Ultimately, though, media coverage of this tragedy has been pitiful. That the story has not received widespread coverage almost implies that such a crime is perceived by media gatekeepers as insignificant – simply not worth column inches or airtime. Where is the anger, the outrage, the debate that was catalysed by the UFS video? There is just deafening, hypocritical silence.

It is incumbent upon all South Africans to speak out against this senseless, sick violence. But we can only speak out against it if we are aware of it. And the responsibility for that, in many ways, lies with the media in reporting it.



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Race torture at UFS

For those of you who thought that the racist UFS [University of the Free State] student video was a storm in a teacup, think again. The Mail & Guardian has uncovered accounts of race-based victimisation, torture and intimidation at UFS residences. Much of this occurred during drunken initiation rites but it is clear from the article that day-to-day life for black students in formerly white hostels hasn’t been much better:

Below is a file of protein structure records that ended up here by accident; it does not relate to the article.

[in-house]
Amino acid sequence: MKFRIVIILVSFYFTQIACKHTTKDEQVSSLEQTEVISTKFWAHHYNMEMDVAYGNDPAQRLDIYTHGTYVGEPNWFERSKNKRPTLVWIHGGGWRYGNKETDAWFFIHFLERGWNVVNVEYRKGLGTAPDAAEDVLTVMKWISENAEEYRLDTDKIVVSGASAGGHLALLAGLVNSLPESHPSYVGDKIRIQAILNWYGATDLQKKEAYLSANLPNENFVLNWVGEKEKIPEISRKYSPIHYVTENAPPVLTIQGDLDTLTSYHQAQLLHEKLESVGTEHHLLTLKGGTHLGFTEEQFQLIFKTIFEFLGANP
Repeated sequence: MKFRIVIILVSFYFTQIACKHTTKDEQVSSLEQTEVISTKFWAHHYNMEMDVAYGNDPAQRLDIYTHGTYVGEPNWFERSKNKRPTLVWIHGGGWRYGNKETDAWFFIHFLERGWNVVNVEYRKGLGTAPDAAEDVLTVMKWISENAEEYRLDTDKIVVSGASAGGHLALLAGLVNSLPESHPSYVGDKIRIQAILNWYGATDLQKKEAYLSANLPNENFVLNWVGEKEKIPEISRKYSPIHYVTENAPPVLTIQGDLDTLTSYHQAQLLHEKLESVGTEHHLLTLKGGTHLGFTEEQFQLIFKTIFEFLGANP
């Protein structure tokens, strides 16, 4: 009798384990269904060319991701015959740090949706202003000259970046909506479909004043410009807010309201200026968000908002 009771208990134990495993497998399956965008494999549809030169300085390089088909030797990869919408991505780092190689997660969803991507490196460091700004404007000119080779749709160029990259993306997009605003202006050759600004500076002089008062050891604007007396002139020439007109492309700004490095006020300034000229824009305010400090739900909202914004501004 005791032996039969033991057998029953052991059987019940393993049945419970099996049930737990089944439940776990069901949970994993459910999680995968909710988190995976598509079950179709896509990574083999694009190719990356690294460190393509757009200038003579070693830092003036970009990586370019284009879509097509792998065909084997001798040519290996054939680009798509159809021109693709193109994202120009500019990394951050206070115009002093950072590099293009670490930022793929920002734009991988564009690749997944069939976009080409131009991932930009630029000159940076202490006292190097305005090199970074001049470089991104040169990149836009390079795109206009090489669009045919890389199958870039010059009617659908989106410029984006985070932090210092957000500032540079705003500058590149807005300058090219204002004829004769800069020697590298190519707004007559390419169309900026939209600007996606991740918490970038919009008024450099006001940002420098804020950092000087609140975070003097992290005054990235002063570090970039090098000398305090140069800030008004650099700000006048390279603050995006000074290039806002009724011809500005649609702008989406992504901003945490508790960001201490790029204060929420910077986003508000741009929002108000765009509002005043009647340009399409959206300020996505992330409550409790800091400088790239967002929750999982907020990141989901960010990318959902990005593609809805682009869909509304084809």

One student complains of being “yelled at, jerked around by clothing, limbs, neck or head, being locked in smelly dark rooms, humiliated, degraded, tortured, profane language used”, while black first-years were continuously required to serve their white seniors.

Another black student recounts how he was locked in a cupboard with a sack of rotten potatoes after being forced to read a Freedom Front Plus poster.

It would appear that letters by persecuted black students to UFS authorities have fallen on deaf ears. But not only this: the staff have turned a blind eye to the ritual initiation which was banned and yet still tolerated.

JC Van der Merwe [head of philosophy at UFS] said he had “felt terrible” after sitting in on initiation ceremonies at which black students were verbally and racially abused.

“I felt I was condoning this racist abuse and went to speak to the rector. The orientation of first years is no longer allowed, but it happens and we’ve been keeping quiet because we don’t want to tamper with traditions and cultural issues.”

So there you have it: the UFS authorities effectively condoning heinous, degrading racism. This is shocking and completely unacceptable. The university needs to investigated by a credible and unbiased commission without delay. Racism has been allowed to continue to flourish because the university never had the guts to stamp it out. By tolerating racism, a precedent was set.